The former British Prime Minister, Mrs Margaret Thatcher, who died this week, was universally regarded as a no-nonsense 'conviction politician'.
Few know of her important role in the early adoption and vigorous implementation of a needle exchange programme to control the spread of HIV in the United Kingdom. At that stage, in 1986, the Netherlands was the only country in the world to have started a similar policy. The discovery of the condition, now referred to as HIV/AIDS, was first announced to the world on 5 June 1981. It was clear very early on that this condition was a serious health, social and economic threat to the world but little was known about the nature and extent of this threat.
Mrs Thatcher accepted the recommendation to establish a national needle exchange programme to slow the spread of HIV among and from people who inject drugs. The recommendation was made by a UK committee established to develop an effective response to HIV. The UK needle exchange programme undoubtedly prevented many HIV infections and much needless suffering as well as saving many lives and many pounds. Mrs Thatcher's decision influenced many other countries to adopt needle syringe programs. Australia's first needle syringe programme was established on 12 November 1986 as an act of civil disobedience and prompted the then NSW Government to establish a state wide system. All other states and territories followed within two years.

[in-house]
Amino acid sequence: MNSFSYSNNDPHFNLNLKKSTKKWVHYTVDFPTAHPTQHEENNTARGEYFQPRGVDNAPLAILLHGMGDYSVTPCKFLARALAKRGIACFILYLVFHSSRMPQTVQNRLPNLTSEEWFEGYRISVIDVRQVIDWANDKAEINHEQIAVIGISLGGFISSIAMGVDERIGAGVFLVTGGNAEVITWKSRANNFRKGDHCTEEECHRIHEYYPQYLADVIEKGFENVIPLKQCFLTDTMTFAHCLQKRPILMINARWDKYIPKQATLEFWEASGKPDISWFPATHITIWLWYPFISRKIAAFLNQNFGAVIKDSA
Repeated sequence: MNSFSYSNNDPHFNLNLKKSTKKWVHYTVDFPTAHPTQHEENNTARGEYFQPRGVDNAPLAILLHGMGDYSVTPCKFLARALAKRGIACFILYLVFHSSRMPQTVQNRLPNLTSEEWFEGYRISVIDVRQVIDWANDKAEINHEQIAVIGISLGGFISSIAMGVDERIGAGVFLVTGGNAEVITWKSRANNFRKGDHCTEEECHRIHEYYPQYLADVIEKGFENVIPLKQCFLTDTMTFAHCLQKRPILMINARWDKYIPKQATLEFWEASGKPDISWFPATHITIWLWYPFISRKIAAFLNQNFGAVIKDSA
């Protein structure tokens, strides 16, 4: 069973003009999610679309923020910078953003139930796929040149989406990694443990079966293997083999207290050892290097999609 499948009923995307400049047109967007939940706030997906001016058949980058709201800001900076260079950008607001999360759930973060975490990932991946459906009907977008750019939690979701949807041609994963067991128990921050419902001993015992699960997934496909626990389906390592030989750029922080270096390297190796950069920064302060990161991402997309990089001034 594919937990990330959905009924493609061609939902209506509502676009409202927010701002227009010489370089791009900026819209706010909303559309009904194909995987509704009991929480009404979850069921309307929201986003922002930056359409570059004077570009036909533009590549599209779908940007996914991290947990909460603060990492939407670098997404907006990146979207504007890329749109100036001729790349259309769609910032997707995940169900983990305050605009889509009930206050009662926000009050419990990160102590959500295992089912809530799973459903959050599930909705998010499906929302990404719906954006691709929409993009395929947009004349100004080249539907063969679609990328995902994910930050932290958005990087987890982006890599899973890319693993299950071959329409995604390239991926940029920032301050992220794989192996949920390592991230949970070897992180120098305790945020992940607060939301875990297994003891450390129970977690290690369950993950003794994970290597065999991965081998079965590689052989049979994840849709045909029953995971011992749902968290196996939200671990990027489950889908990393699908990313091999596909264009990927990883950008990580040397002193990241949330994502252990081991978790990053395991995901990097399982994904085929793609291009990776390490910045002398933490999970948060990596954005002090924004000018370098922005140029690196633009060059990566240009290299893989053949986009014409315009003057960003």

Many assume that pragmatic drug policies are generally a product of left wing political parties and governments. This is not so. The experience of Mrs Thatcher in establishing a needle exchange programme in the UK in 1986 and President Nixon establishing a national methadone treatment programme in the USA in 1969 are examples of conservative politicians adopting pragmatic drug policies. Both were excellent decisions though still often criticised.
On 2 April 1985, the then Prime Minister of Australia (Mr Bob Hawke) convened a 'Special Premier's Conference' (the 'Drug Summit') at which it was agreed by all eight governments represented (the Commonwealth, six states, the Northern Territory) that 'harm minimisation' would henceforth be Australia's official national drug policy. At the time, five of the governments were Labor while three (Queensland, Bjelke-Petersen; Tasmania, Gray; and Northern Territory, Tuxworth) were centre-right (National, Liberal and Country Liberal respectively). For many years, Australia's response to HIV and drug policy enjoyed bi-partisan support. All nine Australian governments have continued to support harm minimisation since 1985 whatever the political hue of the party or parties forming government.